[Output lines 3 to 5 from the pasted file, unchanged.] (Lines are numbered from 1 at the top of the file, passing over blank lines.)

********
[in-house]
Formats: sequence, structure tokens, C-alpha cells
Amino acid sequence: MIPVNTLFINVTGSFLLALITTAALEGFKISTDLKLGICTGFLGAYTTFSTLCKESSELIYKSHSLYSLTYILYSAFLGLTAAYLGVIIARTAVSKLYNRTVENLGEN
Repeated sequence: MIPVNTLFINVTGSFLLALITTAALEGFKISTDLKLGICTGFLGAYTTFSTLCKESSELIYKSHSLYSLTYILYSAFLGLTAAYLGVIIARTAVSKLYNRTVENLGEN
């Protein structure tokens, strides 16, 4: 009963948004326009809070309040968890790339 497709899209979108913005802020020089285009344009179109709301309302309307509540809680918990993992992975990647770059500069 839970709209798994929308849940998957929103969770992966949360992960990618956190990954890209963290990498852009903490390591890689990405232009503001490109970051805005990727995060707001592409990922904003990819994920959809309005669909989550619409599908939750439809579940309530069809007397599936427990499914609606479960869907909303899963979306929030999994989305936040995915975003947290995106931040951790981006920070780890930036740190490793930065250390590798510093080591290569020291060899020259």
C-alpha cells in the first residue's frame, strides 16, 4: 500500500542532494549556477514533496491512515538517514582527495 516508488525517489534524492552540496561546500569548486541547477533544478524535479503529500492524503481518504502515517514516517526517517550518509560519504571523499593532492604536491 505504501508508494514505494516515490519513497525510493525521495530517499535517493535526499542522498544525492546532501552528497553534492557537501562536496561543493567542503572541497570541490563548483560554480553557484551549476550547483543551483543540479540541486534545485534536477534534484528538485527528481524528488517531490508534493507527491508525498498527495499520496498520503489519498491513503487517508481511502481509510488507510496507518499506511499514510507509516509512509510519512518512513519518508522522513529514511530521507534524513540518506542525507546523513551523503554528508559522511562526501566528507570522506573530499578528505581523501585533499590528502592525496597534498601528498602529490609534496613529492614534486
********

Amino acid sequence: MIPVNTLFINVTGSFLLALITTAALEGFKISTDLKLGICTGFLGAYTTFSTLCKESSELIYKSHSLYSLTYILYSAFLGLTAAYLGVIIARTAVSKLYNRTVENLGEN
Repeated sequence: MIPVNTLFINVTGSFLLALITTAALEGFKISTDLKLGICTGFLGAYTTFSTLCKESSELIYKSHSLYSLTYILYSAFLGLTAAYLGVIIARTAVSKLYNRTVENLGEN
């Protein structure tokens, strides 16, 4: 009963948004326009809070309040968890790339 497709899209979108913005802020020089285009344009179109709301309302309307509540809680918990993992992975990647770059500069 839970709209798994929308849940998957929103969770992966949360992960990618956190990954890209963290990498852009903490390591890689990405232009503001490109970051805005990727995060707001592409990922904003990819994920959809309005669909989550619409599908939750439809579940309530069809007397599936427990499914609606479960869907909303899963979306929030999994989305936040995915975003947290995106931040951790981006920070780890930036740190490793930065250390590798510093080591290569020291060899020259």